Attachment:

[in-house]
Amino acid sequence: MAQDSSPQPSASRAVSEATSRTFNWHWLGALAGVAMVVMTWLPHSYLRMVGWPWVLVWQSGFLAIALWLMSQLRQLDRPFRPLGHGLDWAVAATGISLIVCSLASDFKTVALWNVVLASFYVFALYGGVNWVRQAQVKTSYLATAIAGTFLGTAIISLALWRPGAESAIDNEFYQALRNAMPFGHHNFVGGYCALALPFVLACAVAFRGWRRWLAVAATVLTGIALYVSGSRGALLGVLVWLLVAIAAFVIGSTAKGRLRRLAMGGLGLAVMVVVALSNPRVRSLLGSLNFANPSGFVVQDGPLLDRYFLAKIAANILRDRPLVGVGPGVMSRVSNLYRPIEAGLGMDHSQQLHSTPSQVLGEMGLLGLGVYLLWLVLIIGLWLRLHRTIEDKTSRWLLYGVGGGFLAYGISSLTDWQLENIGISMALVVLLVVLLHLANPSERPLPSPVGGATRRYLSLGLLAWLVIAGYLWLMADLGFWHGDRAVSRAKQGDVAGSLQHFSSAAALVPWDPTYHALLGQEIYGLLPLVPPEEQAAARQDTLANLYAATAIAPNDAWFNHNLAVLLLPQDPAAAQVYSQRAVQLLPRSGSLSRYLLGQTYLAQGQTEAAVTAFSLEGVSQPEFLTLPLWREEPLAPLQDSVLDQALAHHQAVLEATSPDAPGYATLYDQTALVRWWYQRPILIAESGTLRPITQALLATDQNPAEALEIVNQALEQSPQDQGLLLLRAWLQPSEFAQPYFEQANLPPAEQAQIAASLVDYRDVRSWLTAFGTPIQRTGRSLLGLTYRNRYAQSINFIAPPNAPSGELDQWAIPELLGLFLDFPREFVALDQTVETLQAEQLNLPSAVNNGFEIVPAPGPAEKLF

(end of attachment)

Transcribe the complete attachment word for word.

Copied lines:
[in-house]
Amino acid sequence: MAQDSSPQPSASRAVSEATSRTFNWHWLGALAGVAMVVMTWLPHSYLRMVGWPWVLVWQSGFLAIALWLMSQLRQLDRPFRPLGHGLDWAVAATGISLIVCSLASDFKTVALWNVVLASFYVFALYGGVNWVRQAQVKTSYLATAIAGTFLGTAIISLALWRPGAESAIDNEFYQALRNAMPFGHHNFVGGYCALALPFVLACAVAFRGWRRWLAVAATVLTGIALYVSGSRGALLGVLVWLLVAIAAFVIGSTAKGRLRRLAMGGLGLAVMVVVALSNPRVRSLLGSLNFANPSGFVVQDGPLLDRYFLAKIAANILRDRPLVGVGPGVMSRVSNLYRPIEAGLGMDHSQQLHSTPSQVLGEMGLLGLGVYLLWLVLIIGLWLRLHRTIEDKTSRWLLYGVGGGFLAYGISSLTDWQLENIGISMALVVLLVVLLHLANPSERPLPSPVGGATRRYLSLGLLAWLVIAGYLWLMADLGFWHGDRAVSRAKQGDVAGSLQHFSSAAALVPWDPTYHALLGQEIYGLLPLVPPEEQAAARQDTLANLYAATAIAPNDAWFNHNLAVLLLPQDPAAAQVYSQRAVQLLPRSGSLSRYLLGQTYLAQGQTEAAVTAFSLEGVSQPEFLTLPLWREEPLAPLQDSVLDQALAHHQAVLEATSPDAPGYATLYDQTALVRWWYQRPILIAESGTLRPITQALLATDQNPAEALEIVNQALEQSPQDQGLLLLRAWLQPSEFAQPYFEQANLPPAEQAQIAASLVDYRDVRSWLTAFGTPIQRTGRSLLGLTYRNRYAQSINFIAPPNAPSGELDQWAIPELLGLFLDFPREFVALDQTVETLQAEQLNLPSAVNNGFEIVPAPGPAEKLF